Does he have true attack helicopters? Many nations are not wealthy enough to buy true attack helicopters but for a small price they can upgrade their helicopters with add-on weapons pods, missiles, and avionics.


Can your enemy organically bridge water obstacles?


Must he use established bridgeheads to move his maneuver forces?


Can he communicate with his forces via modern communications? Is he relying on antiquated equipment? Can we intercept his communications thus effecting his COAs?


Are his forces trained to fight in urban warfare?


How well indoctrinated are his soldiers? Will they fight when called upon?


Are his forces physically and mentally fit? Are they prepared to fight? Will their will for war crumble like the Iraqi's or will they be able to sustain it to the bitter end like the German forces in WWII?


Does the threat have nuclear weapons? Is the country powered by nuclear plants? Do they have the technology to produce weapons of mass destruction?


Are his soldiers prepared and trained to fight in a contaminated battlefield? Does he have overprotection suits, systems for his fighting vehicles?


Have you told your Cdr everything you can find out about the enemy? ARE YOU SURE?

(PARA 4)

PARAGRAPH 4. ENEMY CAPABILITIES. Based on all the previous information and analysis, develop and list enemy capabilities. This list will become the basis for the enemies capabilities to adopt specific COAs and their relative probability of adoption.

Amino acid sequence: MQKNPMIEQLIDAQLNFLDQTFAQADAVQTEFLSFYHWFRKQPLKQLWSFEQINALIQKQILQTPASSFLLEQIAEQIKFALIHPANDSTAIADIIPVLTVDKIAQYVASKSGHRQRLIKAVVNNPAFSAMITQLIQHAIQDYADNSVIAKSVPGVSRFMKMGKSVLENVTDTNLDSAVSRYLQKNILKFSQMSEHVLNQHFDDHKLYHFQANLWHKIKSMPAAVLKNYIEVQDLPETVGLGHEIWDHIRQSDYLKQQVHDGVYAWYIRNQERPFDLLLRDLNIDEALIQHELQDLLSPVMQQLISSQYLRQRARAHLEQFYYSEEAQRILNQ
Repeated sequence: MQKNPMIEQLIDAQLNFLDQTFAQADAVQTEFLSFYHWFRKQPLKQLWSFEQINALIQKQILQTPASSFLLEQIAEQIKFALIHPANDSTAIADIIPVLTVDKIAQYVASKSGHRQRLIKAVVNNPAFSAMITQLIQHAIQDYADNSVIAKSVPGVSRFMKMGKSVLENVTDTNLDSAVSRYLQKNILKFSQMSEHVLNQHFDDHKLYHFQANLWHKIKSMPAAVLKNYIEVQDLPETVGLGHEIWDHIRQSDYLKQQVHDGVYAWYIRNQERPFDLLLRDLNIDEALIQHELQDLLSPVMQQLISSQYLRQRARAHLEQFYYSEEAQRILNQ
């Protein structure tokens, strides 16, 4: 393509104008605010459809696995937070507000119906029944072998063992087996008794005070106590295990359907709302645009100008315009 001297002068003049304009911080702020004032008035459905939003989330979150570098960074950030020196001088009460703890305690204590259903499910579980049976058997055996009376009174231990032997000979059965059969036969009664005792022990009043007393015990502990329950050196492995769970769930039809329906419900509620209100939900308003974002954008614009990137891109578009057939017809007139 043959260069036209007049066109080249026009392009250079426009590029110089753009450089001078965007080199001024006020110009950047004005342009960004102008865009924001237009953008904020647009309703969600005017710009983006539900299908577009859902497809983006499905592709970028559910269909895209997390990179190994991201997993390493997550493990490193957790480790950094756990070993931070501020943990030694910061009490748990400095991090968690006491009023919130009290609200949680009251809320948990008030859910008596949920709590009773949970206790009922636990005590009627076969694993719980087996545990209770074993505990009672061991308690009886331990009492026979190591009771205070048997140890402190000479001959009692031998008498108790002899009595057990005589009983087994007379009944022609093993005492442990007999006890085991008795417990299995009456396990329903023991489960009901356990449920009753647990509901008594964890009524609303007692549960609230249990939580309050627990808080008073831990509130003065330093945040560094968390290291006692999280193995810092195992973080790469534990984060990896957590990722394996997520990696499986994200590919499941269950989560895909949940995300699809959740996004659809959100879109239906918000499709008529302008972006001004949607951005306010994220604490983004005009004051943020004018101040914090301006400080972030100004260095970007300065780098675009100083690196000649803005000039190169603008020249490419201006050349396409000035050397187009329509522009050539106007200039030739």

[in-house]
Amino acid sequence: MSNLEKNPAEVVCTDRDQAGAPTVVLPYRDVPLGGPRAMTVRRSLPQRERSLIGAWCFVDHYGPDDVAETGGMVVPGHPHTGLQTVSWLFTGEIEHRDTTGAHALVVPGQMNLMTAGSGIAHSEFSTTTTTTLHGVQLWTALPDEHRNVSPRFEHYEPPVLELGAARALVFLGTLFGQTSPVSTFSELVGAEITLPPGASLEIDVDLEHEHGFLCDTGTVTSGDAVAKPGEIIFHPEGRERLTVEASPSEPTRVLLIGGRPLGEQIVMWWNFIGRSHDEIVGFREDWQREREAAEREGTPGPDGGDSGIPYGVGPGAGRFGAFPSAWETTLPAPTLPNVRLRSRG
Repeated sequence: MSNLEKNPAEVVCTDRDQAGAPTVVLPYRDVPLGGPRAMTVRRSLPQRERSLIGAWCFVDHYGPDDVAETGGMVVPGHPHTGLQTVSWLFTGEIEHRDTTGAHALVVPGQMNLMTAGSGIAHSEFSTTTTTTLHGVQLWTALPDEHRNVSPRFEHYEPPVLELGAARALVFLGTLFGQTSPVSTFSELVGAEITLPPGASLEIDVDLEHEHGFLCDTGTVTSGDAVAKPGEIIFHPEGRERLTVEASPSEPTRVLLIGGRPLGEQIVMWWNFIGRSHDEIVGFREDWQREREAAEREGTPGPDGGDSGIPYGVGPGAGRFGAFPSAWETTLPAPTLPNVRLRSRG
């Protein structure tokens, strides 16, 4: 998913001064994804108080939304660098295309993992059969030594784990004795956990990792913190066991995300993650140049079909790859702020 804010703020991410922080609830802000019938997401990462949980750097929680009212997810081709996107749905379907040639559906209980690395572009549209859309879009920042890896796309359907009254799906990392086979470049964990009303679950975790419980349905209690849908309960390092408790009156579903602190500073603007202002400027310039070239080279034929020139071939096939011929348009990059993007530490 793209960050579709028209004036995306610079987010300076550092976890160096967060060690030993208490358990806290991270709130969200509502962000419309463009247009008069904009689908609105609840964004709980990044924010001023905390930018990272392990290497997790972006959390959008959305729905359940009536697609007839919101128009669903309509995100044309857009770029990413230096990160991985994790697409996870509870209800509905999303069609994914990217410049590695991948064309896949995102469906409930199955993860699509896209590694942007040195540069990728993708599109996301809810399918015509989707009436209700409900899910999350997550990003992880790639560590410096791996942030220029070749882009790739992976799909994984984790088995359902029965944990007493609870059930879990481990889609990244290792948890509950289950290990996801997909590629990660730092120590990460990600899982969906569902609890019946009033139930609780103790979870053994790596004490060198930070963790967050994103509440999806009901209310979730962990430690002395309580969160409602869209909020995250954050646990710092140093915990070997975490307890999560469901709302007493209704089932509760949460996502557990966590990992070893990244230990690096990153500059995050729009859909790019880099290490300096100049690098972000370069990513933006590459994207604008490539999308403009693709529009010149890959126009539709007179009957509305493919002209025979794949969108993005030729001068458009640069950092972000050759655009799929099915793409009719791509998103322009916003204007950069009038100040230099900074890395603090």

a. Enumeration. State what, when, where, and in what strength for each capability.

b. Analysis and Discussion. To further your analysis and conclusions of the enemy capabilities and their relative probability of adoption, list each capability or combination of capabilities and discuss in separate subparagraphs. Consider enemy deception measures. All previous information either supports or rejects the enemies ability to adopt a COA. After listing each piece of evidence, judge it from the enemy point of view

as to whether the adoption of the capability is advantageous to the enemy. Judgments need not be made if the conclusion is obvious or if there is no evidence that the enemy will adopt the capability, except when the capability is one that will make the accomplishment of the friendly mission highly doubtful or impossible. This exception is to focus your attention on dangerous threats to your command.


(PARA 5)

PARAGRAPH 5. CONCLUSIONS. Based on all the previous information and analysis, conclusions are stated concerning the total effects of the AO/AI of FCOA, ECOA most likely to be adopted, and the effects of enemy vulnerabilities that we can exploit. These conditions assist in the selection of a friendly COA.